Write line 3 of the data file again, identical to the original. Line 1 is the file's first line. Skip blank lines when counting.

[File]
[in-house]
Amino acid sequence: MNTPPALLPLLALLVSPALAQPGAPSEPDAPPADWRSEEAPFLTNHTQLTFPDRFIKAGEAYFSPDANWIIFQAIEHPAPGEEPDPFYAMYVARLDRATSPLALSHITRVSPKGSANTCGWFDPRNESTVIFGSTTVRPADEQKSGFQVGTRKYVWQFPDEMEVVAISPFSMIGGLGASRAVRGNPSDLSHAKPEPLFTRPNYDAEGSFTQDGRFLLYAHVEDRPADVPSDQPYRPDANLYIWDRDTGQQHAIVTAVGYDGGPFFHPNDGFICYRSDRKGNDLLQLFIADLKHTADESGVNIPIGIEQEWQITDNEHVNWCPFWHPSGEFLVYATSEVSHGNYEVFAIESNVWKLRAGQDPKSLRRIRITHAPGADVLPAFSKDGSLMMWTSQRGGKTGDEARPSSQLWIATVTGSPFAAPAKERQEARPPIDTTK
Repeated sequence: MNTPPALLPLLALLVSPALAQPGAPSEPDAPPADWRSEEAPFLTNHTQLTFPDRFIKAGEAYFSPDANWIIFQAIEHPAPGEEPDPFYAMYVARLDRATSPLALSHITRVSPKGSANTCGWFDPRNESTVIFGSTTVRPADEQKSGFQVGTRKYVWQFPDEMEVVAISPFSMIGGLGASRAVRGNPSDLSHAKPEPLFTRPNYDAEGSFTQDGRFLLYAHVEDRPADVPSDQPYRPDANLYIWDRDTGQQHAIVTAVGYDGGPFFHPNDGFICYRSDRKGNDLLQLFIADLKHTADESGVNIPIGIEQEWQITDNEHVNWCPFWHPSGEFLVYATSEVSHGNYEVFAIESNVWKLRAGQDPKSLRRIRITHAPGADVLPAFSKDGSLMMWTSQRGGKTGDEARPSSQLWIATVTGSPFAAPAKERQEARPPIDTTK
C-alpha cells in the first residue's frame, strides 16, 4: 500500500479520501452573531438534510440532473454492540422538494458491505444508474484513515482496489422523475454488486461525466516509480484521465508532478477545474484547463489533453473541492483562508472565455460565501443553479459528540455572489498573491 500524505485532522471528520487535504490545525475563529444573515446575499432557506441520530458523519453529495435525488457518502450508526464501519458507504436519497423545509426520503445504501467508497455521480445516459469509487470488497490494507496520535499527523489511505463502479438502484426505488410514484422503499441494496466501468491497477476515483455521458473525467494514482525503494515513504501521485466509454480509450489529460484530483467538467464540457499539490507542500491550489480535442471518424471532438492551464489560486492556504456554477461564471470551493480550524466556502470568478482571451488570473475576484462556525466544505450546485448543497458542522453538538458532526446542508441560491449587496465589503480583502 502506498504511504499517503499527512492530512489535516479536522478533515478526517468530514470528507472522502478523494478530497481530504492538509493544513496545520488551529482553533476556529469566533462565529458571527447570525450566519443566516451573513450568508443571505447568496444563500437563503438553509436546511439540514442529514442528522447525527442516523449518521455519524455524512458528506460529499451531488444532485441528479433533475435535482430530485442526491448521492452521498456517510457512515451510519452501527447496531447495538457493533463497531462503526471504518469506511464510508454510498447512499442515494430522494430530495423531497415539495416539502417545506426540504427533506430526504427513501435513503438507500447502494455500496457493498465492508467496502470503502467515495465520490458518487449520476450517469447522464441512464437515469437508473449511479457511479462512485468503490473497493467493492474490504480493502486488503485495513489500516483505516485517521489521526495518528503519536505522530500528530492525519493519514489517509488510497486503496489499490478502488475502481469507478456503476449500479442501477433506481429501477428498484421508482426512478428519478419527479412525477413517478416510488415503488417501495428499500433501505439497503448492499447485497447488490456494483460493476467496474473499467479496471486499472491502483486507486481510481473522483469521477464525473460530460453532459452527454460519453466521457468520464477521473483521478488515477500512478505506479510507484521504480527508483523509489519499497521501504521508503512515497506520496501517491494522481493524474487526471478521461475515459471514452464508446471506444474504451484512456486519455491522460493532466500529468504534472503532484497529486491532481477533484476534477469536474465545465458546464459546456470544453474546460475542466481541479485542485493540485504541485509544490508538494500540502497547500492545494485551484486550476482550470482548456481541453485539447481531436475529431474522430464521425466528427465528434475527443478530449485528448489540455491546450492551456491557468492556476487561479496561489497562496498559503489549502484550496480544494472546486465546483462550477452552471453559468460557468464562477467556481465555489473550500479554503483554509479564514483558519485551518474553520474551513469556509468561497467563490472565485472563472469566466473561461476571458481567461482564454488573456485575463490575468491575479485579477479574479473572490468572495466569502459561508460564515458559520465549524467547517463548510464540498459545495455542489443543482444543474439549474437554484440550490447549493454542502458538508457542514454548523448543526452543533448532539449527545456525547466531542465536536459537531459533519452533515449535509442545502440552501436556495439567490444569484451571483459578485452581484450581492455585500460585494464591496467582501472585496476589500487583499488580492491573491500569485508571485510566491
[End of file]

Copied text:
Repeated sequence: MNTPPALLPLLALLVSPALAQPGAPSEPDAPPADWRSEEAPFLTNHTQLTFPDRFIKAGEAYFSPDANWIIFQAIEHPAPGEEPDPFYAMYVARLDRATSPLALSHITRVSPKGSANTCGWFDPRNESTVIFGSTTVRPADEQKSGFQVGTRKYVWQFPDEMEVVAISPFSMIGGLGASRAVRGNPSDLSHAKPEPLFTRPNYDAEGSFTQDGRFLLYAHVEDRPADVPSDQPYRPDANLYIWDRDTGQQHAIVTAVGYDGGPFFHPNDGFICYRSDRKGNDLLQLFIADLKHTADESGVNIPIGIEQEWQITDNEHVNWCPFWHPSGEFLVYATSEVSHGNYEVFAIESNVWKLRAGQDPKSLRRIRITHAPGADVLPAFSKDGSLMMWTSQRGGKTGDEARPSSQLWIATVTGSPFAAPAKERQEARPPIDTTK